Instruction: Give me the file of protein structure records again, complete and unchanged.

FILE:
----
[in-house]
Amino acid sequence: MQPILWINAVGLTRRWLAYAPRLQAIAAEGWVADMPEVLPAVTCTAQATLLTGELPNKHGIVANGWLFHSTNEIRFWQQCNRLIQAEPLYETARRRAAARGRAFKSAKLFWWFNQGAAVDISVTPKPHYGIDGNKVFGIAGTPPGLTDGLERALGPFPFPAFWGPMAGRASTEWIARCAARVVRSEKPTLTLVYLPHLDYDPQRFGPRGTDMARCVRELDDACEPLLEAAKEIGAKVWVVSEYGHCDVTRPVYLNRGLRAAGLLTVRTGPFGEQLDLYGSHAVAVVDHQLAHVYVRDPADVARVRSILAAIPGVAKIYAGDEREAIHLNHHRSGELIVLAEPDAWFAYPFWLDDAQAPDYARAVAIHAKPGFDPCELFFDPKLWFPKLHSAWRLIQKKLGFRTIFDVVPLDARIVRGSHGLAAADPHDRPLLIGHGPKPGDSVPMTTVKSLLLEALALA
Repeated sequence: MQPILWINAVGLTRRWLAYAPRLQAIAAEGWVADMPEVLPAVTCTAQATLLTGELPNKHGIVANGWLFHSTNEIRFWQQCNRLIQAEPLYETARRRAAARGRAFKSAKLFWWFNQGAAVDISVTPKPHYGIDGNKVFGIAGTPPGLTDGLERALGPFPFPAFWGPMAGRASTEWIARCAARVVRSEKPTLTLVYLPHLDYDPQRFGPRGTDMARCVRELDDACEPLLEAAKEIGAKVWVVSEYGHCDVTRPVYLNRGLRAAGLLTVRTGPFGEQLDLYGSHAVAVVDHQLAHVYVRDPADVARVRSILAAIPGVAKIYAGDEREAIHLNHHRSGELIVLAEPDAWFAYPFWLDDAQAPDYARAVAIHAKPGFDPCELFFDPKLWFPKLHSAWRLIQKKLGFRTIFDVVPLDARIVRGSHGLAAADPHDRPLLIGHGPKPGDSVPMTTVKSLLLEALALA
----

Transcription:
[in-house]
Amino acid sequence: MQPILWINAVGLTRRWLAYAPRLQAIAAEGWVADMPEVLPAVTCTAQATLLTGELPNKHGIVANGWLFHSTNEIRFWQQCNRLIQAEPLYETARRRAAARGRAFKSAKLFWWFNQGAAVDISVTPKPHYGIDGNKVFGIAGTPPGLTDGLERALGPFPFPAFWGPMAGRASTEWIARCAARVVRSEKPTLTLVYLPHLDYDPQRFGPRGTDMARCVRELDDACEPLLEAAKEIGAKVWVVSEYGHCDVTRPVYLNRGLRAAGLLTVRTGPFGEQLDLYGSHAVAVVDHQLAHVYVRDPADVARVRSILAAIPGVAKIYAGDEREAIHLNHHRSGELIVLAEPDAWFAYPFWLDDAQAPDYARAVAIHAKPGFDPCELFFDPKLWFPKLHSAWRLIQKKLGFRTIFDVVPLDARIVRGSHGLAAADPHDRPLLIGHGPKPGDSVPMTTVKSLLLEALALA
Repeated sequence: MQPILWINAVGLTRRWLAYAPRLQAIAAEGWVADMPEVLPAVTCTAQATLLTGELPNKHGIVANGWLFHSTNEIRFWQQCNRLIQAEPLYETARRRAAARGRAFKSAKLFWWFNQGAAVDISVTPKPHYGIDGNKVFGIAGTPPGLTDGLERALGPFPFPAFWGPMAGRASTEWIARCAARVVRSEKPTLTLVYLPHLDYDPQRFGPRGTDMARCVRELDDACEPLLEAAKEIGAKVWVVSEYGHCDVTRPVYLNRGLRAAGLLTVRTGPFGEQLDLYGSHAVAVVDHQLAHVYVRDPADVARVRSILAAIPGVAKIYAGDEREAIHLNHHRSGELIVLAEPDAWFAYPFWLDDAQAPDYARAVAIHAKPGFDPCELFFDPKLWFPKLHSAWRLIQKKLGFRTIFDVVPLDARIVRGSHGLAAADPHDRPLLIGHGPKPGDSVPMTTVKSLLLEALALA